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Abbigayle Grace's books on Goodreads
Elfboy Elfboy (The Pizza Shop Chronicles #1)
reviews: 4
ratings: 8 (avg rating 4.75)

Goblinprince Goblinprince (The Pizza Shop Chronicles #2)
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ratings: 5 (avg rating 4.20)

Winter in Deglendark Valley Winter in Deglendark Valley
ratings: 1 (avg rating 5.00)

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Book 3 of The Pizza Shop Chronicles – Fairyspells: Prologue

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Here it is folks – the first part of the 3rd book of The Pizza Shop Chronicles! It’s a bit short, and needs an edit probably, but I couldn’t wait to share it! Please give it a read and let me know what you think (constructive feedback is always a help! 🙂 )

Fairyspells (The Pizza Shop Chronicles #3)

Prologue: Alastair

 

Eight years ago, an elf named Brudak laughed telling me he wasn’t the one behind the murder of my mother and her family. I didn’t believe him then, and I still have trouble. After all, he was a traitor. He’d bargained with goblins, framed me for betraying our allies—the helcrest stags—to them, and he’d killed my wife.

She wasn’t my wife then, of course. She was a thief who worked in the castle scullery and ended up rescuing me from the dungeons. And Brudak had killed her the very next day with an arrow through the chest.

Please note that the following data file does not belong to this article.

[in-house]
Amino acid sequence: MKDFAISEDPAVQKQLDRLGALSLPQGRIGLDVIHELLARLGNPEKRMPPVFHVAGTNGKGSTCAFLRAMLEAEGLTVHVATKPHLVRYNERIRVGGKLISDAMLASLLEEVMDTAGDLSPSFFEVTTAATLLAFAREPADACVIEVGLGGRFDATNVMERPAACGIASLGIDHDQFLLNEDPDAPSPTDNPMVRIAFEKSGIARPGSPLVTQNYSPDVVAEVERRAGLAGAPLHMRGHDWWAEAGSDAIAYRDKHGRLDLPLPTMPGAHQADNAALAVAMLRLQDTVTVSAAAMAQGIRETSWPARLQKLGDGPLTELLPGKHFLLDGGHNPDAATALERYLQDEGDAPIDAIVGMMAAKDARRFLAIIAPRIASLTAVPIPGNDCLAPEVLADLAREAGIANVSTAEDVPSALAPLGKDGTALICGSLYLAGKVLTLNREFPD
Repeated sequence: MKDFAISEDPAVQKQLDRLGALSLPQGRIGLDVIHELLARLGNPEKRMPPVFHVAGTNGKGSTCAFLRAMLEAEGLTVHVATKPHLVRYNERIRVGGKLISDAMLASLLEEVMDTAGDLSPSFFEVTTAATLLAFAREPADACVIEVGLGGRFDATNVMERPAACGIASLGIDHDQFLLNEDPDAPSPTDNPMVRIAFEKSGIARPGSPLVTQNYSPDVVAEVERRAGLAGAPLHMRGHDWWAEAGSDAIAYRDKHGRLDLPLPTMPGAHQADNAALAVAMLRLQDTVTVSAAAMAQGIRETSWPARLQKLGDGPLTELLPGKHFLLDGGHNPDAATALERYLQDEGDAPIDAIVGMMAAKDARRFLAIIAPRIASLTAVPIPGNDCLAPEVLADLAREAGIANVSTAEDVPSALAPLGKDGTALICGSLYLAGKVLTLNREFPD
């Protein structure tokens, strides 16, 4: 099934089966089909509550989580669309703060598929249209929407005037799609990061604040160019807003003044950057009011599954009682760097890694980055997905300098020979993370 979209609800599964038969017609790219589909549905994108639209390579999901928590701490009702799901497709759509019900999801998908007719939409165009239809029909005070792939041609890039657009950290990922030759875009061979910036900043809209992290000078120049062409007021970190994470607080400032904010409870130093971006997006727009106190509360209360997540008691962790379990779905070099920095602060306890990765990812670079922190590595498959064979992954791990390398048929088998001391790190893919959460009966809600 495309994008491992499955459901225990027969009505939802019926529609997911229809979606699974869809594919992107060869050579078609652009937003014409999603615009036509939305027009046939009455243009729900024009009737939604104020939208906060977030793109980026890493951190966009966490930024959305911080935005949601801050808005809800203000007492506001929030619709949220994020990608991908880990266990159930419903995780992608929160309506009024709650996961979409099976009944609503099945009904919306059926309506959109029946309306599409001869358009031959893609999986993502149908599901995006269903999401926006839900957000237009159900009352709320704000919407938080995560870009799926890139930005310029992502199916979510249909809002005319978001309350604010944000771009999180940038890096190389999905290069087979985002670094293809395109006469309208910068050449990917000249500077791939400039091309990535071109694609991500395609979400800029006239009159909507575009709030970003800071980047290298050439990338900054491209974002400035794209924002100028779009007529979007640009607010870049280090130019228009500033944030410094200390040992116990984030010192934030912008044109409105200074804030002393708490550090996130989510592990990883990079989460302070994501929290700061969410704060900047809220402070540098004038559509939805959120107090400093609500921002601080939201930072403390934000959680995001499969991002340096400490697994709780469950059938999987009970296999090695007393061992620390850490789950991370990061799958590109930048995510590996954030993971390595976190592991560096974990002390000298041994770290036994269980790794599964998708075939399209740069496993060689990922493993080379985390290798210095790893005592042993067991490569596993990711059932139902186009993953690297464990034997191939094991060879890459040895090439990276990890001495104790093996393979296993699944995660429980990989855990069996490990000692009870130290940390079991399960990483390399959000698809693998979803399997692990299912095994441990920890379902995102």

I don’t like to think where I’d be now if she hadn’t been allowed to come back with me for as long as she would’ve normally lived otherwise.

Without her, I would’ve gone on being king—that was a decision I’d made a year prior, that, no matter what, I was going to see this job through to the end. But it wouldn’t have been near so happy a position without Marden reigning queen at my side. Indeed, I doubt I would’ve survived these last months at all without her.

Actually, I know I wouldn’t have survived. And not just because she saved my life.

The whole kingdom would’ve fallen apart—both the fairies and the elves—and we’d all be either living under the rule of a madman or dead.

And it would’ve definitely been my fault. I walked right into his trap at my most vulnerable moment: when I was happy. I know he just took the first opportunity that presented itself, but it seemed like everything had conspired all for the moment when my carefully spun web of happy, blissful days in the sunshine would be torn down in a sudden storm, which would be relished by the whole world.

Of course, that was my fault too. I knew better than to let good times lull me to sleep—knew better than to let my guard down just because my enemies kept their knives hidden behind their backs. But, to my shame, that’s exactly what I did.

Thank the Lord there was something salvageable.

And thank the Lord for Marden too. I wouldn’t have had a choice in the matter, but I’d be dead without her.

I’d just spent a terrible night by her bedside, praying both she and the baby would make it through the storm, when I took the bait. And the trap was sprung.

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